Figure 2 shows the architecture of PathExplorer, which starts with scope specification, a manual phase involving a domain expert defining mining context including functional areas (e.g., cell enzyme, drug functions) and/or locales (e.g., heart, brain) where these functions reside. Based on such mining context, PathExplorer establishes a hierarchy of domain ontology indices to speed up later phases in the mining process. Scope specification is followed by several automatic phases. The first of these is search space determination, where the mining context is used to define a focused library of existing Web services as the initial pool for further mining. The next is the screening phase, where Web services in the focused library would go through filtering algorithms for the purpose of identifying potentially interesting leads of service compositions or pathway segments. The filtering algorithms are based on the three service/operation recognition mechanisms described earlier.
Based on these recognition mechanisms coupled with a publication/subscription-based algorithm , linkages between Web services and their operations in the focused library can be quickly established from bottom-up. These pathway segment leads are then semantically verified based on a subset of operation pre-and post-conditions involving binary variables (e.g., whether the input to an operation is activated) and enumerated properties (e.g., the locale of an operation input). Finally, verified pathway segment leads are linked together using our link algorithms for establishing more comprehensive pathway network.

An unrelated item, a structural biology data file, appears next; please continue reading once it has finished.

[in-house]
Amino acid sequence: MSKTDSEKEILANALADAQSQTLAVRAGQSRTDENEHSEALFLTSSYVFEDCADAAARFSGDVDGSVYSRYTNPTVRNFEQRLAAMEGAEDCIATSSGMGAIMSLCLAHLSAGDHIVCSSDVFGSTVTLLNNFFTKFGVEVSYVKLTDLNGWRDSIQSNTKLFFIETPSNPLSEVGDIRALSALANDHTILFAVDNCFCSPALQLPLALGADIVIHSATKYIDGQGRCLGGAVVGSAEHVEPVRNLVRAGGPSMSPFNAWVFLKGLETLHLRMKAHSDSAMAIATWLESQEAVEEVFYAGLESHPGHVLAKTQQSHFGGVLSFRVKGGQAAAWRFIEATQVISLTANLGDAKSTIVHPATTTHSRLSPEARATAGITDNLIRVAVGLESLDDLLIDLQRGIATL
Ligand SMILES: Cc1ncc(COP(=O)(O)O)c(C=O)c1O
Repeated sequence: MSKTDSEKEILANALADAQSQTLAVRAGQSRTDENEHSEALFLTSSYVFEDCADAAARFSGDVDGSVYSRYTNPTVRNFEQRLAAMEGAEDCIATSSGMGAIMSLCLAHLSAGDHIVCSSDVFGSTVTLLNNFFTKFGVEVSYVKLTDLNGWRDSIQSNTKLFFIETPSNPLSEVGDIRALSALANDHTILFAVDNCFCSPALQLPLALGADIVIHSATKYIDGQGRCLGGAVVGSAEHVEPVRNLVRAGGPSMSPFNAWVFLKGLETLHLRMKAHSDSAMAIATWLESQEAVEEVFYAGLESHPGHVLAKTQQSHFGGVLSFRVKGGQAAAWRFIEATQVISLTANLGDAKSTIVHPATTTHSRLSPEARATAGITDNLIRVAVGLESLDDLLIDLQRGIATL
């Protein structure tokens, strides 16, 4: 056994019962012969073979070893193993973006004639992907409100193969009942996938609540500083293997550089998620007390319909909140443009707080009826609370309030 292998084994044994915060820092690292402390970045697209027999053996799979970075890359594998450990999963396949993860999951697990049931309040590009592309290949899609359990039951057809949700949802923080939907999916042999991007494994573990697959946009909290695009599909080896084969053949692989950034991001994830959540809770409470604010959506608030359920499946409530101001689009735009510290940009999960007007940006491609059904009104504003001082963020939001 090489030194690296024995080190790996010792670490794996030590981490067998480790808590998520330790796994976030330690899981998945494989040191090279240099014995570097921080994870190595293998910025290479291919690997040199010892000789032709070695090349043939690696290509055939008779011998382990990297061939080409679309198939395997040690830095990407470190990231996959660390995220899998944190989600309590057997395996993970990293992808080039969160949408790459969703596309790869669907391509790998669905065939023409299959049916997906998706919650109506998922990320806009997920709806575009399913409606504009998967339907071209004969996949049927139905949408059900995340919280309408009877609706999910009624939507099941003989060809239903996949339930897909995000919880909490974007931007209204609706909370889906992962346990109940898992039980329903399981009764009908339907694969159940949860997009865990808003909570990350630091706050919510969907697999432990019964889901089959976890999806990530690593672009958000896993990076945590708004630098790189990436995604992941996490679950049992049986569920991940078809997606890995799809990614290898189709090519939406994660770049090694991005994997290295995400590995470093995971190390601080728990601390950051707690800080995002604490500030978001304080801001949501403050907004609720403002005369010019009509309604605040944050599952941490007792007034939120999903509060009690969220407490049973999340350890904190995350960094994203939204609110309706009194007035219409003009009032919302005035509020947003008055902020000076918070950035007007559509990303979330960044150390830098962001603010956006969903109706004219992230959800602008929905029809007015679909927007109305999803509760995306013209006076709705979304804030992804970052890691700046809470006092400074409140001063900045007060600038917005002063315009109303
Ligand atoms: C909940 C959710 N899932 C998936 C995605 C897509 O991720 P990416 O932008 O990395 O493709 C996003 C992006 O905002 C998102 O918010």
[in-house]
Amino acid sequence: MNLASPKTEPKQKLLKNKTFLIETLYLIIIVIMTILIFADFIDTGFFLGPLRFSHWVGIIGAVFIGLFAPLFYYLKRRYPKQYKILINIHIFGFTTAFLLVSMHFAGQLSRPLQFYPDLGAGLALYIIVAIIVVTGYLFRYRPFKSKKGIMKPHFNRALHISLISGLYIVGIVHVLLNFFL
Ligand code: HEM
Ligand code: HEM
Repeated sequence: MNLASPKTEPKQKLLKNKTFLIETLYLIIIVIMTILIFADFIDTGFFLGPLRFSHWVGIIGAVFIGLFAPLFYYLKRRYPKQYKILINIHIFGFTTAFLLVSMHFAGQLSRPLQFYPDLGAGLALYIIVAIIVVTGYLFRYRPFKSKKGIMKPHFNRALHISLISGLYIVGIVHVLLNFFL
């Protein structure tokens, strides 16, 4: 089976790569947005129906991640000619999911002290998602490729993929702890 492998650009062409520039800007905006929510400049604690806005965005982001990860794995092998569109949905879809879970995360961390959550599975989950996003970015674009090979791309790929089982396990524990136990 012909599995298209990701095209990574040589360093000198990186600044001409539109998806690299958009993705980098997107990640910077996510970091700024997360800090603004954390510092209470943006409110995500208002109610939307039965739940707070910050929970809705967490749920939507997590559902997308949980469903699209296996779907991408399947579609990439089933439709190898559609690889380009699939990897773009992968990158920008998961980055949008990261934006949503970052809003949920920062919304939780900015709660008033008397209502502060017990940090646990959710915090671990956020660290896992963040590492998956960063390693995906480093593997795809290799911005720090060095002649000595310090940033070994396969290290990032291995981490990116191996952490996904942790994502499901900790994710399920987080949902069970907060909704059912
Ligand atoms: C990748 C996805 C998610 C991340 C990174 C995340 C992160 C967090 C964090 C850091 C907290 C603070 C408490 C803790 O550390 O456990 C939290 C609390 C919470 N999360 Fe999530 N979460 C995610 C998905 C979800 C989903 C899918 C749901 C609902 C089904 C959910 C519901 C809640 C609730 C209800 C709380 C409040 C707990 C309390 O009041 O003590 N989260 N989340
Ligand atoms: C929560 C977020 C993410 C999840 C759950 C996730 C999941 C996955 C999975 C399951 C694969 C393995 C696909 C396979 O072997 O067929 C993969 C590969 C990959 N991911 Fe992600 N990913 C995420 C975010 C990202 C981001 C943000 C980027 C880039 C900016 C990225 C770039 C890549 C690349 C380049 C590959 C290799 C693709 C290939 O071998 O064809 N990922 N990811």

Discovered pathways from the screening phase are input to the evaluation phase, which consists of four sub-phases. Objective evaluation identifies and highlights interesting segments of a pathway by checking whether such linkages are novel (i.e., previously unknown). An interactive session follows next with the user taking hints from these highlighted interesting segments within the pathway network and picking a handful of nodes representing services, operations and parameters to pursue further. PathExplorer then attempts to link these nodes into a connected graph using a subset of nodes and edges in the original graph. This subgraph provides the user the basis to formulate hypotheses. As an example, such a hypothesis may state that an increase in the dosage amount of Aspirin will lead to the relief of pain, but may inadvertently increase the risk of ulcer in the stomach. These hypotheses can be tested out via simulation, which involves PathExplorer invoking the relevant service operations, changing the quantity/attribute value of various entities involved. Simulation results showing the dynamic relationships between these biological entities are then presented to the user, whose subjective evaluation finally determines whether the pathway in pursuit is actually useful.
Service-based modeling of biological processes
Pathway visualization and establishment of interesting subgraphs